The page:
From the March 19, 1932, issue


A beautiful explosion, so large that the camera could only catch a part of it with sufficient clarity to detail its streaked and billowing effects, is reproduced on the front cover of this week’s Science News Letter. It is one of hundreds of such blasts that have located valuable new oil fields along the Gulf coast of Texas and Louisiana.

Several hundred pounds of dynamite buried about 20 feet deep is detonated. It explodes with terrific force, sending miniature earthquake shocks out in all directions. Some of the earth vibrations travel smoothly and swiftly through uniform materials; the paths of others are broken by irregular underground formations. Portable seismographs record the waves, and from a study of these records, remarkably accurate knowledge of the physical properties and structure of the underground rocks is obtained.

In this manner a number of salt domes have been located beneath which drills found profitable stores of oil. Along the Gulf coast of Texas and Louisiana, where salt domes deep in the earth often indicate the presence of oil, more than 50 proven domes have been found since the successful introduction of geophysical prospecting in 1924.

The success of the earthquake recorder in locating oil on the Gulf coast focused worldwide attention on this method of studying the structure of the earth thousands of feet below the surface. It has been applied to many forms of geological research. From the Gulf coast it spread to the midcontinent and California and to other parts of the world, chiefly Argentina, Venezuela, Russia, Romania, Persia, North Germany, and the Dutch East Indies.

The photographer of the striking cover illustration is O.C. Petty of San Antonio, Texas.


Television to be shown on a large screen in the theatre is a step nearer reality following the invention in the laboratories of C. Francis Jenkins in Washington, D.C., of a new type of projector for the receiving set.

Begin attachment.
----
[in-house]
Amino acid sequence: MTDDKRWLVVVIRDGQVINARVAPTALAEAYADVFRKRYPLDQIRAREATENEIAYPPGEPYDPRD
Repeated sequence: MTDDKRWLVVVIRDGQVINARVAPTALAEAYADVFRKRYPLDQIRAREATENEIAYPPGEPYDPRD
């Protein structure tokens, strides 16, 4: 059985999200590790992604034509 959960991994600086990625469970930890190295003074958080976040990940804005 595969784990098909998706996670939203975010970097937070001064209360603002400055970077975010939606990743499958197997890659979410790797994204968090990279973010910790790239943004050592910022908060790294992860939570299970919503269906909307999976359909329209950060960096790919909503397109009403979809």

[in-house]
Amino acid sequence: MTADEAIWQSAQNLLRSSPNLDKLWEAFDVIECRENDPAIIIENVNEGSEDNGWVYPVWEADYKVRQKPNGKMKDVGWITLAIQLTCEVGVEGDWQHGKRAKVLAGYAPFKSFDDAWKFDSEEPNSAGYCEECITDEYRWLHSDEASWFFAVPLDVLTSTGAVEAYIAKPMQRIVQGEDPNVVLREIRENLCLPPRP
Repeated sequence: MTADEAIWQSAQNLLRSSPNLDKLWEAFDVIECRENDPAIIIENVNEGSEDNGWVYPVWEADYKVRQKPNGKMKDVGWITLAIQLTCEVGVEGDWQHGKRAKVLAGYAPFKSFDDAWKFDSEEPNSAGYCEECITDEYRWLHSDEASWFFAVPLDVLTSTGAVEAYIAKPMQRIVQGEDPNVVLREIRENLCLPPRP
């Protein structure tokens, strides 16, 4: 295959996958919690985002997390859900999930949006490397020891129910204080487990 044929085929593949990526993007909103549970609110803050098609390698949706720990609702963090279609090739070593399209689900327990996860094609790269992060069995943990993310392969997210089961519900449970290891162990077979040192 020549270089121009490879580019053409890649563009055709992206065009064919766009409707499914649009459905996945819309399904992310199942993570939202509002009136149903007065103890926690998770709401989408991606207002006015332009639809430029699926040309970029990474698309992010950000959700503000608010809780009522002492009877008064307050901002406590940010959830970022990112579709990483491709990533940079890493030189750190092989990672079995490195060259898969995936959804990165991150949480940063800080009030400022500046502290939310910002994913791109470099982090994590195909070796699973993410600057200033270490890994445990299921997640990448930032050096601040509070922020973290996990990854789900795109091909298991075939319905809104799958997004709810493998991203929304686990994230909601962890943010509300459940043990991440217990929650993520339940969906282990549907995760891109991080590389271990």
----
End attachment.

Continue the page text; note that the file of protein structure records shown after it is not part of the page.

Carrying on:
In the new apparatus a fixed lantern slide on which the objects move instead of being stationary, as they are on common still slides, takes the place of the flying light-spot system of reproducing the picture. This electrical rather than photographic scanning is accomplished by the substitution of a transparent scanning disc, which contains wires running out radially from its center like the spokes of a wheel, for the common metal disc containing a ring of pinholes near its edge, Mr. Jenkins explained.


The mechanical brains and fingers of the dial telephone system have reduced the number of jobs for telephone operators in the United States by more than 69,000. This is the estimate reported by the U.S. Bureau of Labor Statistics, which has surveyed the progress of the dial telephone and its industrial effects.

Complete conversion to the dial system means an average displacement of about two-thirds of the operators, the report states. And as the telephone-using public grows more fully accustomed to spinning the dial, even fewer operators will be needed to help out in emergencies. In addition, the trend now is toward automatic handling of simpler types of toll calls, a fact that may further reduce the number of operators employed.

In 1921, less than three percent of the telephones in the United States were of the dial type. By the end of 1930, very nearly one-third of the phones were dial-equipped.

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